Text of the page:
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Thursday, January 21, 2016

Popular Mechanics Weighs In On New Nuclear in USA -- Too Costly

COST

"Let me just give you a bald fact," says J. Doyne Farmer, an Oxford University professor of math and complexity economics. "Nuclear power and solar photovoltaics both had their first recorded prices in 1956. Since then, the cost of nuclear power has gone up by a factor of three, and the cost of PV has dropped by a factor of 2,500."
It's really expensive to develop nuclear power plants, and first big reason why is sheer size. They are huge. The average generating capacity of coal plants in the United States is 547 megawatts. That's in the same ballpark as America's smallest nuclear reactor, at Fort Calhoun in Nebraska, which has a capacity of 479 megawatts. Meanwhile, the largest single nuclear reactor in the United States is the Grand Gulf Nuclear Generating Station, with 1,500 megawatts in generating capacity.
http://www.popularmechanics.com/science/energy/a18818/can-us-nuclear-power-get-un-stuck/

4 comments:

  1. The thing is the PM article doesnt factor actinide recycle into the economics. With SMR and actinide recycle the cost of long term storage is a fraction for long lived actinides and you need not worry about it for tens of thousands of years. Plus you recover the fission content of the 95% wasted under traditional economic calculations.

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    1. Incorrect, processing the fuel into plutonium enrished MOX costs 10 times that of storage.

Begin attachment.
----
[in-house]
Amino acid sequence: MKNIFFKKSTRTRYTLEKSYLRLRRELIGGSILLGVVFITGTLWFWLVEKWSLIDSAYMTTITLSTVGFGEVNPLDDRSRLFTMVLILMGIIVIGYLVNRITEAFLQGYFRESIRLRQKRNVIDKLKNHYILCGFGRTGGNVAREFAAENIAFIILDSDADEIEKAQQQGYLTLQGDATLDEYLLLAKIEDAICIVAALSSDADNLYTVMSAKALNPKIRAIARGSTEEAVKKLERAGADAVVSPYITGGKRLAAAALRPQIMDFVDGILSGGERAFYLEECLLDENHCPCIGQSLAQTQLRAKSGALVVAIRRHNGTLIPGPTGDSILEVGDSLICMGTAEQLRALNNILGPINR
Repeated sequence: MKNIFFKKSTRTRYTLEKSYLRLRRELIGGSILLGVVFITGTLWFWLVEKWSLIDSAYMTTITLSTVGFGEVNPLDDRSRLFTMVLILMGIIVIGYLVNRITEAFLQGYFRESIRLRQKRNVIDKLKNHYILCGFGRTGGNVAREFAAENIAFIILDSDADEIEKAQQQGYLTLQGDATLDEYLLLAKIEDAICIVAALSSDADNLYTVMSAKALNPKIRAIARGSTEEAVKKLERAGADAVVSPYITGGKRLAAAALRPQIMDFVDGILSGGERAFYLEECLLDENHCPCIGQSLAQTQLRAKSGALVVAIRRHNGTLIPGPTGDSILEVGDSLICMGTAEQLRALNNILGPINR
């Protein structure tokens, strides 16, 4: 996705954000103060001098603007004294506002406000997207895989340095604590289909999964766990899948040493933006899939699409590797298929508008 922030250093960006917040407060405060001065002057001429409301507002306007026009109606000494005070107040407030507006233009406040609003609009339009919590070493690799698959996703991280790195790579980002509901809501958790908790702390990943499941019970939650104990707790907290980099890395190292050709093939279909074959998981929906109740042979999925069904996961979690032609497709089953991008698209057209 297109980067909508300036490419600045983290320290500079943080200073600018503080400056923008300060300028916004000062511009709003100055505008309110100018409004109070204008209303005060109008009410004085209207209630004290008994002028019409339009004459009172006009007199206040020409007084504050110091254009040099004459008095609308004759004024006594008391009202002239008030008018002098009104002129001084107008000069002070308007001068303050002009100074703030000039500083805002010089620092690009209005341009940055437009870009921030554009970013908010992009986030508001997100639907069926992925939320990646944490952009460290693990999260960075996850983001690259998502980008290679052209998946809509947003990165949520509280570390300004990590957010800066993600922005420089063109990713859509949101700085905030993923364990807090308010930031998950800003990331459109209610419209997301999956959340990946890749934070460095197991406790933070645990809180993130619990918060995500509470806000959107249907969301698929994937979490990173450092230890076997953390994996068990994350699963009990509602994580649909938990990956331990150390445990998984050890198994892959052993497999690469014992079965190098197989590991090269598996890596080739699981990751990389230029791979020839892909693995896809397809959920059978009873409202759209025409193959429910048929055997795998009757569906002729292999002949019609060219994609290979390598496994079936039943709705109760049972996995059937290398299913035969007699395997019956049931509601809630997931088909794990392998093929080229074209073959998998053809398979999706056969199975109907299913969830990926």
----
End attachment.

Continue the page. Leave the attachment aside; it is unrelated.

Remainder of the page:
And the half life is still 300 years, so dangerous for 3000 years.

      Being a betting man, I would not take 5 to 1 odds that the human race still exists in 300 years.

      Would you take even odds that the human race exists as a somewhat civilized society in even 50 years? Ill be around unless cancer gets me.

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  2. Comparing the economics of Keewaunee and Vogtle is apples and oranges. Construction costs are always highest at front end. Additional Vogtle is 2 AP1000s and Gundersen tried his darndest but of course he failed. The NRC will eventually licence these modern machines for 80 years. Integrate the power output over those years and youll see. Plus Factor in future value calculations considering inflation. Keewaunee was built when regulatory ratcheting wasn't a factor. Now there was pushback. Imagine if the FAA did that to airlines which by all mathematics is a much higher risk. Even TMI didnt pan out the way Sternglass and Gofman predicted. So even when antinukes play the TMI card, go ask the workers at TMI Unit 1 these past 40 years whyvtheir cancer rates are lower than the surrounding population. No answer for that one. Antinuclearism is fading. The reason is people are starting to realize after 40 yearscTMI wasn't the ELE.And they want electricity 24/7 for millions.

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    1. Your argument is bullshit, what a silly arse statement "construction costs are always highest at the front end?", really, I mean did you really say that?

      And you failed to analyze the economics of Kewaunee versus Vogtle. You just brushed it aside with your drivel.

      Sure Vogtle is larger than Kewaunee, lets say 3 times larger in kW output. So that would make Vogtle only 33 times more expensive per output than Kewaunee instead of 100 times for expensive.

      Oh so now somehow Vogtle makes sense?

      The representatives of Vogtle state that they need to extract $65B from the rate payers to have Vogtle make sense as a business.

      Thats a lot of money coming from those poor Georgia peoples. They are enslaved.

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